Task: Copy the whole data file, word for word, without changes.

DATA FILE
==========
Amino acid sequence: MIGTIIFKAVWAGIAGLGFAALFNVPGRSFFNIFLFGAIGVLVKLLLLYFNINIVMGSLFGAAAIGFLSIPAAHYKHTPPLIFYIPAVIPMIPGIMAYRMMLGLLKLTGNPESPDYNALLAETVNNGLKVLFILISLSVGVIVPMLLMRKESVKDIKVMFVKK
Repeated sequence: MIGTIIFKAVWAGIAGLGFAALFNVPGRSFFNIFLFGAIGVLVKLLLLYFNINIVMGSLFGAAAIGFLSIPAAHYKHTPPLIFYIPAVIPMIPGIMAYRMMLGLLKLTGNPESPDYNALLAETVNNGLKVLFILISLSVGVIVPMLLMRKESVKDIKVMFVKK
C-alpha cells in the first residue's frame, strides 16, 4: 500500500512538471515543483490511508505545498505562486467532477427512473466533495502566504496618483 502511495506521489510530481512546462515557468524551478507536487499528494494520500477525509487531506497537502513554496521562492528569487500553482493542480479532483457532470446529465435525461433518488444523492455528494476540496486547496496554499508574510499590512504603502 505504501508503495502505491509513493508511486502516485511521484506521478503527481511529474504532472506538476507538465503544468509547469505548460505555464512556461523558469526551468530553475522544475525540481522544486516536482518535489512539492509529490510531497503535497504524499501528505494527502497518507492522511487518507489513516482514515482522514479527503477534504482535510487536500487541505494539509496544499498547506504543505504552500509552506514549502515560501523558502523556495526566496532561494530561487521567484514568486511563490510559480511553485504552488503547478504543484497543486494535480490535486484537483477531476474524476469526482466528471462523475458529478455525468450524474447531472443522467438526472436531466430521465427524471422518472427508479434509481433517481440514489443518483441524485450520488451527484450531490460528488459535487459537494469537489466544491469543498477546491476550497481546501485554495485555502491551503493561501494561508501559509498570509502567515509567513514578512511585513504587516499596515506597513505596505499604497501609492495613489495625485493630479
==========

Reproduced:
Amino acid sequence: MIGTIIFKAVWAGIAGLGFAALFNVPGRSFFNIFLFGAIGVLVKLLLLYFNINIVMGSLFGAAAIGFLSIPAAHYKHTPPLIFYIPAVIPMIPGIMAYRMMLGLLKLTGNPESPDYNALLAETVNNGLKVLFILISLSVGVIVPMLLMRKESVKDIKVMFVKK
Repeated sequence: MIGTIIFKAVWAGIAGLGFAALFNVPGRSFFNIFLFGAIGVLVKLLLLYFNINIVMGSLFGAAAIGFLSIPAAHYKHTPPLIFYIPAVIPMIPGIMAYRMMLGLLKLTGNPESPDYNALLAETVNNGLKVLFILISLSVGVIVPMLLMRKESVKDIKVMFVKK
C-alpha cells in the first residue's frame, strides 16, 4: 500500500512538471515543483490511508505545498505562486467532477427512473466533495502566504496618483 502511495506521489510530481512546462515557468524551478507536487499528494494520500477525509487531506497537502513554496521562492528569487500553482493542480479532483457532470446529465435525461433518488444523492455528494476540496486547496496554499508574510499590512504603502 505504501508503495502505491509513493508511486502516485511521484506521478503527481511529474504532472506538476507538465503544468509547469505548460505555464512556461523558469526551468530553475522544475525540481522544486516536482518535489512539492509529490510531497503535497504524499501528505494527502497518507492522511487518507489513516482514515482522514479527503477534504482535510487536500487541505494539509496544499498547506504543505504552500509552506514549502515560501523558502523556495526566496532561494530561487521567484514568486511563490510559480511553485504552488503547478504543484497543486494535480490535486484537483477531476474524476469526482466528471462523475458529478455525468450524474447531472443522467438526472436531466430521465427524471422518472427508479434509481433517481440514489443518483441524485450520488451527484450531490460528488459535487459537494469537489466544491469543498477546491476550497481546501485554495485555502491551503493561501494561508501559509498570509502567515509567513514578512511585513504587516499596515506597513505596505499604497501609492495613489495625485493630479